Former BJP Member of Parliament from Kutch Pushpadan Gadhvi has come forward to save the winged visitors from Siberia from the jaws of death. Over 400 flamingos had died after colliding with high tension cables in the Khadir region in Kutch. Gadhvi is a trustee of a trust working to create awareness on saving birds, animals and even Gauchar land. Gadhvi who visited Khadir region said, “We need to take care of our winged visitors from dying in such large numbers.” The birds had died after they collided with the high tension transmission cables of Gujarat Energy Transmission Company (GETCO). GETCO had begun taking corrective measures after The Times of India reported on the death of scores of these birds along a recently electrified cable line. Gadhvi said after the completion of the Kutch Rann Utsav, which begins on December 9, he will invite expert bird watchers from the area and even the experts from the Bombay Natural History Society to deliberate on the issue of the death of birds after collision with high tension cables. “If the experts give an opinion that laying the cables underground was the best option, I would take the BJP party office bearers into confidence and talk to the minister of state for energy Saurabh Patel on laying cables underground.” He said the forest department team has taken some measures like having cellophane papers and reflectors installed along the high tension wires, which is proving to be effective. Also the department has installed light along the poles. He said that an awareness campaign will be organized to ensure that the birds were not poached or killed. Officials in the forest department said, “With the water receding, the birds are moving away from cables.”


Courtesy:- Times Of India.


Fencing trap Kills Leopard in Rajula Taluka, Amreli, Gujarat, India

A farmer in Hadmatiya village of Rajula taluka in Amreli was arrested on charges of poaching on Wednesday after a leopard died in his field after being trapped in the fencing surrounding the field. Ramesh Coli was booked under Sections of Wildlife Protection of Act (1972) and sent to judicial custody. According to forest officials, a male leopard was trapped in a device placed on the boundary of the farms’ fencing erected to keep wild animals away from the crops. Officials said that a person who has taken the land on lease for cultivation from the farm owner had laid the fencing around the farms and also placed trap devices with clutch wires to trap the animals that destroy crops. The leopard tried to jump from that place and was clutched to death. Forest officials registered a complaint of poaching against the accused and on Wednesday sent to jail for the crime. “The device which was used by accused is one kind of trap in which the animal once stuck can’t escape and dies”, a senior Forest Officer said. Wildlife activists have expressed concern over the accidental death of wild animal’s as well electric fencing and other type of devices used by farmers to protect their crops. Recently, Right to Information (RTI) Act application filed by a Porbandar-based RTI activist Bhanu Odedara revealed that during the last five years, 171 wild animals died due to various kinds of accidents in Junagadh wildlife division area. Odedra obtained the details about natural deaths, accidental deaths and poaching of Asiatic lions, leopards, hyena, blackbucks and blue bulls. The RTI revealed that 14 wild animals were poached and 449 did natural deaths. Of the total 171 accidental deaths, 53 are leopard’s and3aions. Rests of the animals are blue bulls, blackbucks and hyena.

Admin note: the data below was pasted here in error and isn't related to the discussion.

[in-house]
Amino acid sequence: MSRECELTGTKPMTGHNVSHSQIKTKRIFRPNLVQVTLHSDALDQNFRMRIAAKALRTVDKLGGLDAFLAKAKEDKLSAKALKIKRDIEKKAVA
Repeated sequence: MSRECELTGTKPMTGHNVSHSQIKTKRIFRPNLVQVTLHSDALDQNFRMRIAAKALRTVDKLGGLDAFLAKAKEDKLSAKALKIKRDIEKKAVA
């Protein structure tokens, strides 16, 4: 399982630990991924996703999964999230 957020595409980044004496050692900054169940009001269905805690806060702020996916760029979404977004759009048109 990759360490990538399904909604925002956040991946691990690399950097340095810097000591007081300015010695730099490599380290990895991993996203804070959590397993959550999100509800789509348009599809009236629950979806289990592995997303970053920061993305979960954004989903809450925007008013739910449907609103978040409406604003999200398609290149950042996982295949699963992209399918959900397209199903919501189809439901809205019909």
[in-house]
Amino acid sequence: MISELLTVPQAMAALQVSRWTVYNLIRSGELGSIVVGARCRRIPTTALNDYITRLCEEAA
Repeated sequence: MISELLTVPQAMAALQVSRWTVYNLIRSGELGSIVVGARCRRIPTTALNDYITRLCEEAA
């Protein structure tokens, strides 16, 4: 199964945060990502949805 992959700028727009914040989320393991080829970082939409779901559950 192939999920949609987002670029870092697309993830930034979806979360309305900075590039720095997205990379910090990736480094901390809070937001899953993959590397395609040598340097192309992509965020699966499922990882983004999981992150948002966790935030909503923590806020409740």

Courtesy:- Times Of India.


Large flocks make Kutch birdwatchers’ delight

The Khadir area in Kutch this season has seen a large number of migratory avifauna owing to good rains this season.

“Usually, there are 30,000 to 40,000 birds gathering at Khadir, but this time because of the good rams in the region, there was water and hence the migratory birds have come in large numbers. Availability of food and protective environment has also added to the increase,” said the officer. Chief Conservator of Forest D.K. Sharma said, “Lakhs of birds have arrived in Greater Rann of Kutch wetland this year Ornithologists and amateur bird watchers are excited about the flamingos and many other rare birds in Khadir. More than two lakh flamingos, 10,000 pelicans, 7,000 gulls, 5,000 black winged stilt, and reef herons, painted and white storks as well as Casper and river terns – all were spotted in Khadir area,” he said. Sharma said “We feel the number of birds that have arrived in Kutch this year would break all records of past years.” He said that the forest department is taking all safety measures and keeping a regular vigil by tracking the movements of the birds.


Courtesy:- Times of India.